Dennis the Menace is being rebranded for the modern world and will appear as plain old ‘Dennis’ in the future, his publishers have said.
DC Thomson, which has published The Beano since 1938, said the tearaway schoolboy would lose his famous “Menace” title in future editions of the comic.
“He has moved away from his ‘menacing’ ways” Mike Stirling, head of Beano Studios The character’s creators said Dennis – who famously made life a misery for his bespectacled “softy” enemy Walter – had evolved to become more “reflective of the world we all live in today”.
The move coincides with the launch of a new CBBC television series called Dennis & Gnasher Unleashed, featuring the tousle-haired schoolboy and his equally well known dog.
In the programme, Dennis still wields a pea-shooter but has traded his traditional schoolboy gang for a more diverse friendship group featuring two girls, one of whom uses a wheelchair.
Mike Stirling, head of Beano Studios Scotland, told the Times newspaper that today’s Dennis “is a flawed hero, a ten-year-old boy who fears nothing and sometimes gets into trouble as a result”.
He added: “He makes mistakes just like any other person, but his mistakes only make him more determined to succeed.
“He has moved away from his ‘menacing’ ways, but still dances to the beat of his own drum as a mischief-maker and is very much a leader amongst his pals.”
The official Beano website has already dropped the “Menace” from the schoolboy’s name, but the comic strip was still branded “Dennis the Menace and Gnasher” in the 2017 Beano annual.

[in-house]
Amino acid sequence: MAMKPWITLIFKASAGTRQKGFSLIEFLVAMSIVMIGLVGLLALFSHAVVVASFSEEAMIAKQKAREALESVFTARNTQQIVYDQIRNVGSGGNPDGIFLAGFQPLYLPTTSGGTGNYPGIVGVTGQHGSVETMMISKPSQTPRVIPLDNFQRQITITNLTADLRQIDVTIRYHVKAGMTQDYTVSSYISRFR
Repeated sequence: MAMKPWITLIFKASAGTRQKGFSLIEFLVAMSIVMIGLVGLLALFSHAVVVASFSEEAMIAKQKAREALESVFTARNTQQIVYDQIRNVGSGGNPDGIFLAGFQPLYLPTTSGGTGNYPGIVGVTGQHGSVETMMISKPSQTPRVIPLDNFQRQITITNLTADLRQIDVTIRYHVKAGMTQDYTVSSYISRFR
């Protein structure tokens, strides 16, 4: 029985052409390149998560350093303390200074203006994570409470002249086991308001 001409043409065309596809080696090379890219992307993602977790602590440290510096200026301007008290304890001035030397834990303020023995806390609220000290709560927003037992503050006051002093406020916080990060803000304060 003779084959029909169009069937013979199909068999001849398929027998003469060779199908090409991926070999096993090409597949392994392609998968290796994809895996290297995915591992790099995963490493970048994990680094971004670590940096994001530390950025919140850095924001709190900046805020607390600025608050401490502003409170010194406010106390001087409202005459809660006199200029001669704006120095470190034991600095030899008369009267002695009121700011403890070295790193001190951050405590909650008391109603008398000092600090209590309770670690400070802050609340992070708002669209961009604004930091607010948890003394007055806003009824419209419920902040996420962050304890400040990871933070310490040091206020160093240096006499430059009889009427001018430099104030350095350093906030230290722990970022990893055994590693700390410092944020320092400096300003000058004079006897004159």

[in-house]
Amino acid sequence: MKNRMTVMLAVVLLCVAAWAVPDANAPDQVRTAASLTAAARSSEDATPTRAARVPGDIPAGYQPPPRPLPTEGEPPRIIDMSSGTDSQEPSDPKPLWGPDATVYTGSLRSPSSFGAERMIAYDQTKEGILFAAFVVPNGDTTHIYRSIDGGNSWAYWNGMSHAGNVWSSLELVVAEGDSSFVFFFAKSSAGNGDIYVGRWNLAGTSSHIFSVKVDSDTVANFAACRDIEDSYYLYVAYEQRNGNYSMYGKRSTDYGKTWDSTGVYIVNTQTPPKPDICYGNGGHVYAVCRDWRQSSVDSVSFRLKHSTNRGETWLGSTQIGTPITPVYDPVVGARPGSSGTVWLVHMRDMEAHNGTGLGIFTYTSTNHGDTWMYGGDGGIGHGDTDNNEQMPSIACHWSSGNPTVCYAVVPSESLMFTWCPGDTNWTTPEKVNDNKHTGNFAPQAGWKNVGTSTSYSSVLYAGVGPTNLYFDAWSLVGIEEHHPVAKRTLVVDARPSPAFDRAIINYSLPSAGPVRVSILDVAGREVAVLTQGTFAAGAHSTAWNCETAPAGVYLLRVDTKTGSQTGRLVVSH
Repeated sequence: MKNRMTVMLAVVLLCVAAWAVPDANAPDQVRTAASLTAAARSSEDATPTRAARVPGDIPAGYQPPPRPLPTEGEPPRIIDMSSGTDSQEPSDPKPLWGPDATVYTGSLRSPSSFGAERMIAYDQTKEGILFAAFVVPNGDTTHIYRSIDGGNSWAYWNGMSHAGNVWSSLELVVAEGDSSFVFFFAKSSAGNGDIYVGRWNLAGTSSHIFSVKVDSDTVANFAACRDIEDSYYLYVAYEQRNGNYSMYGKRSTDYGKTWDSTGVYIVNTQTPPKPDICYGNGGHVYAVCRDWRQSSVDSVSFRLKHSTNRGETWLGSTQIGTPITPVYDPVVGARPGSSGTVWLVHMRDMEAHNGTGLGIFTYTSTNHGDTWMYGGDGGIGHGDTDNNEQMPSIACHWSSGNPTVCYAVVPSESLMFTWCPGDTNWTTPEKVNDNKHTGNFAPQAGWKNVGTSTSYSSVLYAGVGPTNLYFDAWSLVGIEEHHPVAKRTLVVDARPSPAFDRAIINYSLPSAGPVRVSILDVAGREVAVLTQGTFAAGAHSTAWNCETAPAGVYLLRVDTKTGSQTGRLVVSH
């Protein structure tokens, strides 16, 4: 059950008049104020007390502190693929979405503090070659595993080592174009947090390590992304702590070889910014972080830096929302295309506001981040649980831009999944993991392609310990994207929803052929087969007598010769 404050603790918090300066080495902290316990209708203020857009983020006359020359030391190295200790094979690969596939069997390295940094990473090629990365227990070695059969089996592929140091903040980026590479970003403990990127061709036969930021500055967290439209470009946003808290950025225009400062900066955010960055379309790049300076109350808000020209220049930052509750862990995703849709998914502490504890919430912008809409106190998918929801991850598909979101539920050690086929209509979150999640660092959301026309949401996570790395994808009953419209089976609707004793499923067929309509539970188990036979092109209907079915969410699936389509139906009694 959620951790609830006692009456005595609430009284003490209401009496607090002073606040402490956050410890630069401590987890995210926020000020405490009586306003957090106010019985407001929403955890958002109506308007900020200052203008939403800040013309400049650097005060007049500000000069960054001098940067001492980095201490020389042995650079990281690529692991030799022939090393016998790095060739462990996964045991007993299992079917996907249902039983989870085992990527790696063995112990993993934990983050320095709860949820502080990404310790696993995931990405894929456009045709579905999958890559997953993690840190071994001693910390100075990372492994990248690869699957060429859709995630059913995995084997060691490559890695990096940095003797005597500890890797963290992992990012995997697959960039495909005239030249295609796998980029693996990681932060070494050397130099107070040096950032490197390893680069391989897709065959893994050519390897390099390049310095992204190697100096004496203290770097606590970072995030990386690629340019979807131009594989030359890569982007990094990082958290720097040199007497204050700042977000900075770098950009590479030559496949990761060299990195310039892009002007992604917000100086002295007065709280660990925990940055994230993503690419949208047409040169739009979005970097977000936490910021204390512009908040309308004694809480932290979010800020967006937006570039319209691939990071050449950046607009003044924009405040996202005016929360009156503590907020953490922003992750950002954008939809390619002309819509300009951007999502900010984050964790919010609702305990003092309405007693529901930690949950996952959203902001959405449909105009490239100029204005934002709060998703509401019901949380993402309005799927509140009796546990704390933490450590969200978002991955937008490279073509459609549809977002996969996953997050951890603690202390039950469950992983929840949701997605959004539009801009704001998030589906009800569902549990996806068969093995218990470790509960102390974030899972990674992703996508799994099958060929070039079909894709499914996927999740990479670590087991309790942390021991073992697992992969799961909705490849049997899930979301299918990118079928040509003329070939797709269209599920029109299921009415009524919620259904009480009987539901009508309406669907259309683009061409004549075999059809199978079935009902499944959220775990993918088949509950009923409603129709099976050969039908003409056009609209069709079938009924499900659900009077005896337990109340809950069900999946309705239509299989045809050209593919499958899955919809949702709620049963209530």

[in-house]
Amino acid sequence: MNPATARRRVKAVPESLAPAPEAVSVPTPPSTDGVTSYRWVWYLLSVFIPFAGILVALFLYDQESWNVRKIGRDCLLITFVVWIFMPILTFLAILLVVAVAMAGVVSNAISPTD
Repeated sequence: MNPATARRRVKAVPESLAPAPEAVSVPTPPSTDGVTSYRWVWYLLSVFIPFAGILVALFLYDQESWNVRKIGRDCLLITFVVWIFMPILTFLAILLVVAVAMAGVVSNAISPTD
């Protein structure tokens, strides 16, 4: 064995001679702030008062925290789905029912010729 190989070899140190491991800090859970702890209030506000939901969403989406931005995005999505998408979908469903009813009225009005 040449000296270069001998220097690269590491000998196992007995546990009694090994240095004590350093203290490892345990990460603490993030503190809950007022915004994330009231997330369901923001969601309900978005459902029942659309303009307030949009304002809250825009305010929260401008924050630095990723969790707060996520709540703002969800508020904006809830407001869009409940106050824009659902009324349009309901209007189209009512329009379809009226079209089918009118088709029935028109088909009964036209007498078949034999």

Perhaps for fear of being accused of endorsing bullying, the creators of Dennis have also rebranded his rival Walter, who was once regularly ridiculed for being “soft”.
In the new series, he is portrayed as a clever schemer “who thinks the adventures of childhood are highly overrated” and uses his powerful father’s business connections to ruin everyone’s fun.
The rebranding of Dennis, who has appeared regularly in The Beano since 1951, immediately caused some to lament another victory for political correctness.
“Is nothing sacred? Dennis is no longer a Menace. Next, Billy Bunter is a slim boy who only eats quinoa and kale,” Welsh writer Gaynor Madoc Leonard wrote on Twitter.
The author James Bloodworth added that the new-look Dennis and his inclusive bunch of friends sounded “absolutely terrible”.